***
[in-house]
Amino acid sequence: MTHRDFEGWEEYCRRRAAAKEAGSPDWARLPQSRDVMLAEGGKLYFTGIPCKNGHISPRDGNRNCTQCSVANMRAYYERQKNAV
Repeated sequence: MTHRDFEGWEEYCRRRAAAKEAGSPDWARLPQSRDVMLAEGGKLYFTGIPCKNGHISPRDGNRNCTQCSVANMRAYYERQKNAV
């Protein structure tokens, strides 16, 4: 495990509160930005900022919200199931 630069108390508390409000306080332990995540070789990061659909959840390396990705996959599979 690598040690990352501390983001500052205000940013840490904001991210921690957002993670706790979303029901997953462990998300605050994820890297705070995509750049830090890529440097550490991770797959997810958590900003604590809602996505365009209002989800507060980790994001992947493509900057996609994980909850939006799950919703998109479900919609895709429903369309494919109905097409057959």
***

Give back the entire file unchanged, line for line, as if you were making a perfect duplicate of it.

[in-house]
Amino acid sequence: MTHRDFEGWEEYCRRRAAAKEAGSPDWARLPQSRDVMLAEGGKLYFTGIPCKNGHISPRDGNRNCTQCSVANMRAYYERQKNAV
Repeated sequence: MTHRDFEGWEEYCRRRAAAKEAGSPDWARLPQSRDVMLAEGGKLYFTGIPCKNGHISPRDGNRNCTQCSVANMRAYYERQKNAV
């Protein structure tokens, strides 16, 4: 495990509160930005900022919200199931 630069108390508390409000306080332990995540070789990061659909959840390396990705996959599979 690598040690990352501390983001500052205000940013840490904001991210921690957002993670706790979303029901997953462990998300605050994820890297705070995509750049830090890529440097550490991770797959997810958590900003604590809602996505365009209002989800507060980790994001992947493509900057996609994980909850939006799950919703998109479900919609895709429903369309494919109905097409057959």